ElektroStudios ElektroStudios - 1 year ago 58
Vb.net Question

Simplify syntax when working with XML namespaces

In a simple .vbproj file like this:

<?xml version="1.0" encoding="utf-8"?>
<Project ToolsVersion="12.0" DefaultTargets="Build" xmlns="http://schemas.microsoft.com/developer/msbuild/2003">
<Import Project="$(MSBuildExtensionsPath)\$(MSBuildToolsVersion)\Microsoft.Common.props" Condition="Exists('$(MSBuildExtensionsPath)\$(MSBuildToolsVersion)\Microsoft.Common.props')" />
<Import Project="$(MSBuildToolsPath)\Microsoft.VisualBasic.targets" />

I would like to store a collection of
elements. The problem I found is the need to specify the (long) namespace everytime that I call

string text = File.ReadAllText("My project.vbproj");
XDocument doc = XDocument.Parse(text, LoadOptions.None);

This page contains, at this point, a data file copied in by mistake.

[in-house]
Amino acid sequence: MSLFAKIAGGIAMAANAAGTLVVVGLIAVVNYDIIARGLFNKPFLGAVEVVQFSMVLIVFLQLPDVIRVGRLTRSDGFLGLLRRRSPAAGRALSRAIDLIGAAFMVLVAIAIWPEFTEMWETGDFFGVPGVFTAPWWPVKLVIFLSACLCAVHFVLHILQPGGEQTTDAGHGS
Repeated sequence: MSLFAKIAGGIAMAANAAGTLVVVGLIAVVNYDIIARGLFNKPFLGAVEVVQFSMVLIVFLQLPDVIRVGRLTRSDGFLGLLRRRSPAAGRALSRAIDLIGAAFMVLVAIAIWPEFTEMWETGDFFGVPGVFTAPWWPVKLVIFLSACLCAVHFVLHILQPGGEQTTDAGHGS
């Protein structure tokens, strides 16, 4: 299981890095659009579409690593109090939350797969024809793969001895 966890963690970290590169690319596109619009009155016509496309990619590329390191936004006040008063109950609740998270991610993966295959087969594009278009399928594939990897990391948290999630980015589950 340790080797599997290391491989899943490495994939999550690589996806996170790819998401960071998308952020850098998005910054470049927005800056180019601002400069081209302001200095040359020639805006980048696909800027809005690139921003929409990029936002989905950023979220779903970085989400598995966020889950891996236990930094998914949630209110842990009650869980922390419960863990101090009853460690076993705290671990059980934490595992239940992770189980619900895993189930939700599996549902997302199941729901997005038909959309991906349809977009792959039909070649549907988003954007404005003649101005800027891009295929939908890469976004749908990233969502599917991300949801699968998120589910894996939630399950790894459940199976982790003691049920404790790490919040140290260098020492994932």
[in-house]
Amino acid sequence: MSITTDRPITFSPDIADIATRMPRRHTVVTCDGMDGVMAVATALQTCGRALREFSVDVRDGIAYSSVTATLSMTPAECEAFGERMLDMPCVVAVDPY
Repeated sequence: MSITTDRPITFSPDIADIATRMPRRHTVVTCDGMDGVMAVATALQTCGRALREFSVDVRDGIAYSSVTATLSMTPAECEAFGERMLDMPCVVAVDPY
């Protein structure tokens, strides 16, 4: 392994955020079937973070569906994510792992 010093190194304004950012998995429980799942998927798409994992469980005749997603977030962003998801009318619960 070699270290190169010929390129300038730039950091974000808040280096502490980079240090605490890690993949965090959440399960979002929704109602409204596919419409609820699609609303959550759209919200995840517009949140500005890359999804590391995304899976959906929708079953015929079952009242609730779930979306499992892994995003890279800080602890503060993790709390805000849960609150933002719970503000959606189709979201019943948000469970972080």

IEnumerable<XElement> propGroups =

I'm pretty sure should exists a better friendly syntax to simplify the code above, maybe to call just once
instead of
, or maybe to avoid specifying the namespace (or mroe than once) with a proper XPath and using
instead, however, seems that I cannot use XPATH v2.0 to ignore the namespace like
(or maybe my syntax is wrong?).

Someone could explain me how can I refactor it?.

Note that the purpose is to modify some properties of the Xml then save the changes in the file, not just to get the data that is inside the Xml (if that matters for a solution).

Answer Source

If you're not particularly interested in explicitly identifying that Project is the direct parent of PropertyGroup, you can instead use Descendants to find all PropertyGroup elements no matter where they appear in the document:

XNamespace ns = "http://schemas.microsoft.com/developer/msbuild/2003";
var propGroups = doc.Descendants(ns + "PropertyGroup");

The intention of the API was to the use the + operator to combine a namespace with a local name to avoid the verbosity of including it for each name. There's no simple way of avoiding using the namespace if you want to identify the element using it. Filtering by local name is far more verbose than this.